I live in an apartment with three roommates. Do we each need a policy?
Check with your agent. Usually, it is best if all roommates are on the same policy although it is possible for each to purchase his or her own coverage. If you do need to "go it alone," you alone receive the security of renters coverage.
Do I need insurance if I go into business for myself?
Yes. Commercial or business insurance, like the personal insurance described thus far in this guide, offers property and liability coverage.
If you are self-employed, in effect you own your own business and are responsible not only for your own equipment and supplies but also for any damage to your clients and their property.
If you are looking at seasonal employment with another young person or an informal group of young people who have started their own business, be sure to check to see if they have the necessary insurance and that you are not personally liable. Speak with your insurance agent for more details.
Will getting married change my insurance needs?
Yes. It may increase your needs in some areas (more property insurance if you are combining households) and decrease them in other areas (one of you may be able to receive coverage under the other's health plan; two vehicles can be covered under one policy, which is usually less expensive). If you receive health and life insurance at work, consult with your program administrator to make adjustments. For other policies, such as automobile insurance, talk with your insurance agent.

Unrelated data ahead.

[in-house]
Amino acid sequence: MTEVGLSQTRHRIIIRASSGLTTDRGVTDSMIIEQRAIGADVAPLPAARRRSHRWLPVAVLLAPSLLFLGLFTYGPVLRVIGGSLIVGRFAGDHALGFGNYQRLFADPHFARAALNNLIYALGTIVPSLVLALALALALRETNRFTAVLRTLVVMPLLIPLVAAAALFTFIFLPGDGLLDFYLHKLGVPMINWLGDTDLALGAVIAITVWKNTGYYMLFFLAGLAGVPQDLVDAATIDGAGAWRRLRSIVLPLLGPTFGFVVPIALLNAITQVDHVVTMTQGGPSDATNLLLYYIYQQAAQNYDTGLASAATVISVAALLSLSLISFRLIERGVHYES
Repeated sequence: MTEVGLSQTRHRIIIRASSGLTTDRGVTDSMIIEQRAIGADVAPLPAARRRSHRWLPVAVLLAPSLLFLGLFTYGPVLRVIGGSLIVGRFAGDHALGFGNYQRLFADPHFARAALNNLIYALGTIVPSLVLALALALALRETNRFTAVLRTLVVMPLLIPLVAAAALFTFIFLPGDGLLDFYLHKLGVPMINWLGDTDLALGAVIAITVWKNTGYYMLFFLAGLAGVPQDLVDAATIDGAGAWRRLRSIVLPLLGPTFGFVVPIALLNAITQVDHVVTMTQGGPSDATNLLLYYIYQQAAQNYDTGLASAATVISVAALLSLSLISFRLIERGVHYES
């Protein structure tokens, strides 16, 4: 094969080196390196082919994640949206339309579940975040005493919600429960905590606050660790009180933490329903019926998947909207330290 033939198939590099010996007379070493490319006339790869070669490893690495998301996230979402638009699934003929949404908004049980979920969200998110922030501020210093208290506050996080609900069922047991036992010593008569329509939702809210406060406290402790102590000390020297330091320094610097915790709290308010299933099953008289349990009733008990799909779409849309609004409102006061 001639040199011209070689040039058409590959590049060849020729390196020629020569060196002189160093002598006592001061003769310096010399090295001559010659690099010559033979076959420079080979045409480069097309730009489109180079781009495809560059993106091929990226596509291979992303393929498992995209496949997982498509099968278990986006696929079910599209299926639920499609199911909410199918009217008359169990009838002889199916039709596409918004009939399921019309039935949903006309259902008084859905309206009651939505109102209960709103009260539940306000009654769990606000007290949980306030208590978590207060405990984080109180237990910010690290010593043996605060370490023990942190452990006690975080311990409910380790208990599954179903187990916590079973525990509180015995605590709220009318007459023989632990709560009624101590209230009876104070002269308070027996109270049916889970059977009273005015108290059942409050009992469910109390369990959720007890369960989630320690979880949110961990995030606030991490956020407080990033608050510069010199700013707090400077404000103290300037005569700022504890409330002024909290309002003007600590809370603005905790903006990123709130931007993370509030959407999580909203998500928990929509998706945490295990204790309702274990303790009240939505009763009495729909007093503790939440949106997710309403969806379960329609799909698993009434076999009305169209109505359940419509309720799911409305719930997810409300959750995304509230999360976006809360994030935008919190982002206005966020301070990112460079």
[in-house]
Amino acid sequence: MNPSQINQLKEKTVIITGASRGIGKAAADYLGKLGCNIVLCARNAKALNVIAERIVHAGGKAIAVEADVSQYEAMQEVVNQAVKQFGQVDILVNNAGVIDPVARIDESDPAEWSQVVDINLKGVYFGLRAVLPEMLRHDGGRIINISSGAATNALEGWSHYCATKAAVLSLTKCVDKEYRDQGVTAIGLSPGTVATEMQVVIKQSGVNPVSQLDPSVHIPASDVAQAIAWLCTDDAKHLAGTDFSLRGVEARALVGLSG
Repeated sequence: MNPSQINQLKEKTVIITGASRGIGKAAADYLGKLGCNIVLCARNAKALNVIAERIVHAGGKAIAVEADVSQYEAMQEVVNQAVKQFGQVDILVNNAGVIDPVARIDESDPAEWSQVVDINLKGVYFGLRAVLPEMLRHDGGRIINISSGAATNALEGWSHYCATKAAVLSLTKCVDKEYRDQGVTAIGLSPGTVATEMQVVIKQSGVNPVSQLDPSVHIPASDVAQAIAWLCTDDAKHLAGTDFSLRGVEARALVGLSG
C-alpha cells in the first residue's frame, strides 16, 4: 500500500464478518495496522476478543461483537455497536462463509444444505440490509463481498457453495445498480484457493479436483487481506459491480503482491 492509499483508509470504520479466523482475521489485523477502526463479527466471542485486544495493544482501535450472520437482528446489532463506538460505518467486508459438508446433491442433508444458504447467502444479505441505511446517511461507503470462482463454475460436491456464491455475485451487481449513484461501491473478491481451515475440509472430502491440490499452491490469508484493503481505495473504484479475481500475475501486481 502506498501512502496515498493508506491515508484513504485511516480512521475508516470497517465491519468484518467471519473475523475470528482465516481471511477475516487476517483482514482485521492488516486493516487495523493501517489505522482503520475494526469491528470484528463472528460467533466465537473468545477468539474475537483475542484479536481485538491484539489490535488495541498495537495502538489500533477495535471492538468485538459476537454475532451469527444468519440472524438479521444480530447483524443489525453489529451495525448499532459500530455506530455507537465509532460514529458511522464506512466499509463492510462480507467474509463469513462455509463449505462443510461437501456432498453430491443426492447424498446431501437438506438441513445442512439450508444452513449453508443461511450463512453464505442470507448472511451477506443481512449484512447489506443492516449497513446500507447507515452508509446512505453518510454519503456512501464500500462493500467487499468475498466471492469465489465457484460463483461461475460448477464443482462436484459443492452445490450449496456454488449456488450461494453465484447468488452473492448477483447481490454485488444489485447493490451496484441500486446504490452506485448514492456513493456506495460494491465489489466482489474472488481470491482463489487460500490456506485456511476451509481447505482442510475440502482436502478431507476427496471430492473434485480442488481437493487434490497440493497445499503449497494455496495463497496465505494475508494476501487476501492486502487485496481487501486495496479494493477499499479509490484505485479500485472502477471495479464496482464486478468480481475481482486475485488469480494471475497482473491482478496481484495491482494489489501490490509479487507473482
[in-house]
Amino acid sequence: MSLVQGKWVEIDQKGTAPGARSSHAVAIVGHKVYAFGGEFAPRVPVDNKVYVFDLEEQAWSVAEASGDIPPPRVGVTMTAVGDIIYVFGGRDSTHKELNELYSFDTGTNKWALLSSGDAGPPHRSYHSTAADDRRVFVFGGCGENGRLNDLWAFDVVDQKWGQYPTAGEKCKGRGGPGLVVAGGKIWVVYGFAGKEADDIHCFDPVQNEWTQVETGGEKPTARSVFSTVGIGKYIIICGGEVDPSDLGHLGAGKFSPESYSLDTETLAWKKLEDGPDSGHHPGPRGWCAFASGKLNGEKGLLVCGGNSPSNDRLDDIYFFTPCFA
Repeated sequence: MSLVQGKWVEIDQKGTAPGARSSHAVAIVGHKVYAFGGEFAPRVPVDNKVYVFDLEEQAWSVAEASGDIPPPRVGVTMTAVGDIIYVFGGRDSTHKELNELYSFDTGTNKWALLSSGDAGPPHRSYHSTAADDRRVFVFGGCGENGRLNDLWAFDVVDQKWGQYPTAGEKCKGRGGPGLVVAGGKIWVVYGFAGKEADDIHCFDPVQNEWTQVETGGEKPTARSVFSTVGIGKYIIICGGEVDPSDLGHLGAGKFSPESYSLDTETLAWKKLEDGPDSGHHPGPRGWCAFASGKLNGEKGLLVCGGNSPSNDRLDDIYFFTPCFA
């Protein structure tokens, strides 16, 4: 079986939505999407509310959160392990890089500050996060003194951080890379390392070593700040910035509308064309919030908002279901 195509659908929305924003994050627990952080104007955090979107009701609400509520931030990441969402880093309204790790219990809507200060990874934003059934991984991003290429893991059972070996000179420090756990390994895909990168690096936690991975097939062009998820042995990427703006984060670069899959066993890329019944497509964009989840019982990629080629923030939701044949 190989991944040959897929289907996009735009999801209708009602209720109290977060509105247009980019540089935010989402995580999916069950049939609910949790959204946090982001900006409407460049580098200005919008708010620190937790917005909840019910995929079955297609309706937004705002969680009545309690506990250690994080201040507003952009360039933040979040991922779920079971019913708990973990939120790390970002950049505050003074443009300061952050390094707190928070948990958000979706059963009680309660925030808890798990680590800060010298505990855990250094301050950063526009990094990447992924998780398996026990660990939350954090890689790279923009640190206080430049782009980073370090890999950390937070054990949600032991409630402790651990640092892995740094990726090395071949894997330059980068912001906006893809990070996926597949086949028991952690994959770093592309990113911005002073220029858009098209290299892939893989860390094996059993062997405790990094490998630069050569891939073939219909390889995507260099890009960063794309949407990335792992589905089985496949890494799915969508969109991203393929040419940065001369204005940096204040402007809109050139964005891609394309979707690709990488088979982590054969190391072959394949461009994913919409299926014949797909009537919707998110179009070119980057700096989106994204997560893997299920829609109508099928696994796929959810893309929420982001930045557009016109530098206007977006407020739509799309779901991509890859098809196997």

How will becoming a parent affect my insurance needs?
Check your life insurance terms. You may want to increase the amount, change the beneficiary, or, if you have no life insurance, purchase a policy. Also, because your child will need health insurance, you should see if dependents can be added to your current plan.
What factors affect the cost of insurance?
The likelihood of a loss occurring. The greater the probability a loss will occur can mean a higher rate (e.g., earthquake insurance in California).
The potential size of the claim. If you purchase a large amount of coverage (that is, if the item you are insuring is quite valuable), the chances are there could be a large claim and the premium will need to cover that possibility.
The percentage of loss the insurance company will be required to pay. If you have no deductible, the company will pay 100 percent on a covered loss. This increases their risk and your premium. To understand how a deductible works, consider the following: If the deductible on your auto insurance is $100, it means you agree to pay this amount first, and your insurance company will pay for damages exceeding this deductible. By increasing your deductible from $100 to $250, or even $500, this decreases the insurance company's risk, which may mean a savings in your premium.
Other factors can influence premiums such as the number of lawsuits and the average amount awarded in a given state. In short, your insurance company tries to ascertain how much it needs to accumulate to cover all the claims it will receive.
Reprinted with permission from the Independent Insurance Agents & Brokers of America.